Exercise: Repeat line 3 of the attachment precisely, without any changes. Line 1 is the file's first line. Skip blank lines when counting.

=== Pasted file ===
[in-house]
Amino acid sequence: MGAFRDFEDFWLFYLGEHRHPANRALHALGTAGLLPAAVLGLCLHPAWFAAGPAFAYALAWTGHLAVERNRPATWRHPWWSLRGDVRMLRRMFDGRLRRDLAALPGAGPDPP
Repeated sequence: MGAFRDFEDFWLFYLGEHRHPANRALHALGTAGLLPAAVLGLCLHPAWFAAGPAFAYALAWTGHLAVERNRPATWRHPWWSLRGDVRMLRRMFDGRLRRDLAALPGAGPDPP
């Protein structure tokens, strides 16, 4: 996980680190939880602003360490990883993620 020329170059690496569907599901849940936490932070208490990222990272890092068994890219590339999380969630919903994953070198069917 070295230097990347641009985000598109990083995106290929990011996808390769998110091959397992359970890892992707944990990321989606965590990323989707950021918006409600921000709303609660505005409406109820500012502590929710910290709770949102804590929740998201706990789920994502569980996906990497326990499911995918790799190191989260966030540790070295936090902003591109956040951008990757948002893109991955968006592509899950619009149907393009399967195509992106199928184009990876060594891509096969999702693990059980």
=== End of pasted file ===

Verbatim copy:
Repeated sequence: MGAFRDFEDFWLFYLGEHRHPANRALHALGTAGLLPAAVLGLCLHPAWFAAGPAFAYALAWTGHLAVERNRPATWRHPWWSLRGDVRMLRRMFDGRLRRDLAALPGAGPDPP